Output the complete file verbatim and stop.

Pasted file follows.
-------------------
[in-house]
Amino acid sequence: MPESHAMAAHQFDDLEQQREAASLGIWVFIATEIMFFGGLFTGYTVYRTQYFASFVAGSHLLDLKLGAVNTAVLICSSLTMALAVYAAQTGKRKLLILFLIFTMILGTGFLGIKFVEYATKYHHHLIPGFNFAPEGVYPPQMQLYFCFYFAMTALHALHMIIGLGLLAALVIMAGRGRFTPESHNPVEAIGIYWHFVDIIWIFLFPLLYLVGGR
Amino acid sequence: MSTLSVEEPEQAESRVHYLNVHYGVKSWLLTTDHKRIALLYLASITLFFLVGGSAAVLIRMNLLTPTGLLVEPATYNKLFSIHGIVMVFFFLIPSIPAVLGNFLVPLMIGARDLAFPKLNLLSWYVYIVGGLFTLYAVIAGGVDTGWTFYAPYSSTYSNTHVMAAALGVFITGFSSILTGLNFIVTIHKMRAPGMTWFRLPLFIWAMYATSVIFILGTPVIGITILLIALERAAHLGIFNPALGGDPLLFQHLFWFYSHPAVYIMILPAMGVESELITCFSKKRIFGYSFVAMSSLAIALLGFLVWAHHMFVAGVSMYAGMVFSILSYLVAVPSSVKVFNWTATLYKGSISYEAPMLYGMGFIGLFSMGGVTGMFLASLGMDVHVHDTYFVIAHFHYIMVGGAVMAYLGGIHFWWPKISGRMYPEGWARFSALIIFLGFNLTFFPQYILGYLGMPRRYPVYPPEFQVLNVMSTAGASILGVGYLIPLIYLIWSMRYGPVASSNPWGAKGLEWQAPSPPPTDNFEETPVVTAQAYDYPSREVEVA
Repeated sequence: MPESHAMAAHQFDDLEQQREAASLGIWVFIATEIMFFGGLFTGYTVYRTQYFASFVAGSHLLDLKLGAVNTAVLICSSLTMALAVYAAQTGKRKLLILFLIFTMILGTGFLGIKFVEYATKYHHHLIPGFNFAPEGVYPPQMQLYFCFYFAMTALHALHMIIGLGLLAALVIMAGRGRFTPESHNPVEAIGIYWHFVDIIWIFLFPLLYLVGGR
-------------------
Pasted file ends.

[in-house]
Amino acid sequence: MPESHAMAAHQFDDLEQQREAASLGIWVFIATEIMFFGGLFTGYTVYRTQYFASFVAGSHLLDLKLGAVNTAVLICSSLTMALAVYAAQTGKRKLLILFLIFTMILGTGFLGIKFVEYATKYHHHLIPGFNFAPEGVYPPQMQLYFCFYFAMTALHALHMIIGLGLLAALVIMAGRGRFTPESHNPVEAIGIYWHFVDIIWIFLFPLLYLVGGR
Amino acid sequence: MSTLSVEEPEQAESRVHYLNVHYGVKSWLLTTDHKRIALLYLASITLFFLVGGSAAVLIRMNLLTPTGLLVEPATYNKLFSIHGIVMVFFFLIPSIPAVLGNFLVPLMIGARDLAFPKLNLLSWYVYIVGGLFTLYAVIAGGVDTGWTFYAPYSSTYSNTHVMAAALGVFITGFSSILTGLNFIVTIHKMRAPGMTWFRLPLFIWAMYATSVIFILGTPVIGITILLIALERAAHLGIFNPALGGDPLLFQHLFWFYSHPAVYIMILPAMGVESELITCFSKKRIFGYSFVAMSSLAIALLGFLVWAHHMFVAGVSMYAGMVFSILSYLVAVPSSVKVFNWTATLYKGSISYEAPMLYGMGFIGLFSMGGVTGMFLASLGMDVHVHDTYFVIAHFHYIMVGGAVMAYLGGIHFWWPKISGRMYPEGWARFSALIIFLGFNLTFFPQYILGYLGMPRRYPVYPPEFQVLNVMSTAGASILGVGYLIPLIYLIWSMRYGPVASSNPWGAKGLEWQAPSPPPTDNFEETPVVTAQAYDYPSREVEVA
Repeated sequence: MPESHAMAAHQFDDLEQQREAASLGIWVFIATEIMFFGGLFTGYTVYRTQYFASFVAGSHLLDLKLGAVNTAVLICSSLTMALAVYAAQTGKRKLLILFLIFTMILGTGFLGIKFVEYATKYHHHLIPGFNFAPEGVYPPQMQLYFCFYFAMTALHALHMIIGLGLLAALVIMAGRGRFTPESHNPVEAIGIYWHFVDIIWIFLFPLLYLVGGR